Demand for northern cities and rural homes mean three months of price growth are ahead – but the price falls will only be delayed
An unexpected surge in buyer demand will maintain house price growth for three months, delaying the coming falls until the autumn. Property portal Zoopla has forecast that annual UK house price growth be 2% year-on-year throughout the summer. But prices will fall after a three-month post-lockdown honeymoon period, Zoopla forecast, as consumer sentiment sinks amid expected rising unemployment as the furlough scheme ends. It added that property values will start to slump at the end of the year and will likely continue into 2021.
For now, northern cities are leading the market. In the week to June 14, the number of agreed sales in Leeds was 21% higher than the average rate in February. It was closely followed by Sheffield and Manchester. Jeremy Davis, of Hunters estate agents in Leeds, said: “It has been absolutely nuts.”
These areas are reporting a boom in demand because properties there are more affordable. House prices in these three cities are all under £175,000, well below the UK city average of £254,600. Before the pandemic, property prices in these cities were among the fastest growing in the country.
Sales have been led by an influx of demand from buy-to-let investors, primarily from the south of England, who are chasing value and high rental yields, Mr Davis added. Interest from this group is up 30% on normal levels, he said.
Meanwhile, Cambridge has performed worst, with agreed sales down 61% compared to the rate in February. The transaction numbers are held back by a shortage of homes for sale, as supply is down 39% year-on-year. But price matters too, as homes there have a 62% premium on the average British house price.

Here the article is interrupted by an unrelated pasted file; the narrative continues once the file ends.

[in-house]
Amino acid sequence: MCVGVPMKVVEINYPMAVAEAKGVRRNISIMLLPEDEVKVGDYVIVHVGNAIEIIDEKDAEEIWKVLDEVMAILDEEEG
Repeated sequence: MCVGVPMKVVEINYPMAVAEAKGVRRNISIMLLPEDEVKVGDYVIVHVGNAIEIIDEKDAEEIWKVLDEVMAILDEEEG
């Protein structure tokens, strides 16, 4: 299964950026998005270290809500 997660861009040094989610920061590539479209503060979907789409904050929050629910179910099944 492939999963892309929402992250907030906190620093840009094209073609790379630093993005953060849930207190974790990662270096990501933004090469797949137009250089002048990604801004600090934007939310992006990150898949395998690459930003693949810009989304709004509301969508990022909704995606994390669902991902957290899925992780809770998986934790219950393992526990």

Overall, annual house price growth in May was 2.4%, up from a rate of 1.6% at the start of 2020. Nottingham and Manchester recorded the biggest jumps of any UK city, with respective growth rates of 4.3 and 3.9%. Zoopla cautioned that any surge will be temporary. Pent-up demand from lockdown will peter out over the summer, while buyers will be hit by rising unemployment and restrictions in lending as banks remove low deposit mortgages from the market.
Buyer demand (measured by the number of enquiries on specific properties) is already past its peak. On June 10, it hit a high of 59% above early March levels on June 10. Since then, demand has fallen to 46% above March levels. The level of demand still far outstrips supply. The number of homes for sale per estate agency is 15% lower than a year ago. Agreed sales figures continue to grow. The number of agreed transactions in Britain is now 4% above the pre-lockdown benchmark.
This is despite the fact that the Welsh and Scottish markets are only just reopening and the Northern Irish market remains closed. Growing demand in these markets will continue to bolster sales. Sellers are confident, with the average asking price of homes in the first two weeks of June 7% higher than during the same period in 2019. This number only represents seller expectations, however, not what they are eventually sold for.
Richard Donnell, of Zoopla, said that this 7% jump was also in part created by a disproportionate increase in sales in higher value markets, where transaction levels were previously low. The market for expensive properties – in the top 5% of prices – has been boosted by a new desire for outdoor space after lockdown, and agents have reported a surge in demand for rural homes.
Harry Gladwin of The Buying Solution, a consultancy, said multi-million pound homes in the Cotswolds have been selling for as much as 20% above asking price. “Properties have been on for £5m and have sold for £6m” said Mr Gladwin. Some have been bidding competitively, because they fear another lockdown, he added.
But this new interest will not be enough to outweigh the coming economic turbulence. Even if the demand for top-end country homes continues, the housing market will be rocked by the coming recession.
First-time buyers will be disproportionately hit, both by the economic impact of coronavirus on the labour market and by the withdrawal of low deposit mortgages. If one of the biggest drivers of the market is all but cut out, there will be major repercussions for transactions up the property ladder.
Savills estate agents has forecast a 7.5% drop in British house prices this year, while building society Nationwide expects a drop of 13.8%.
[Source: telegraph.co.uk/property, 24 June 2020]
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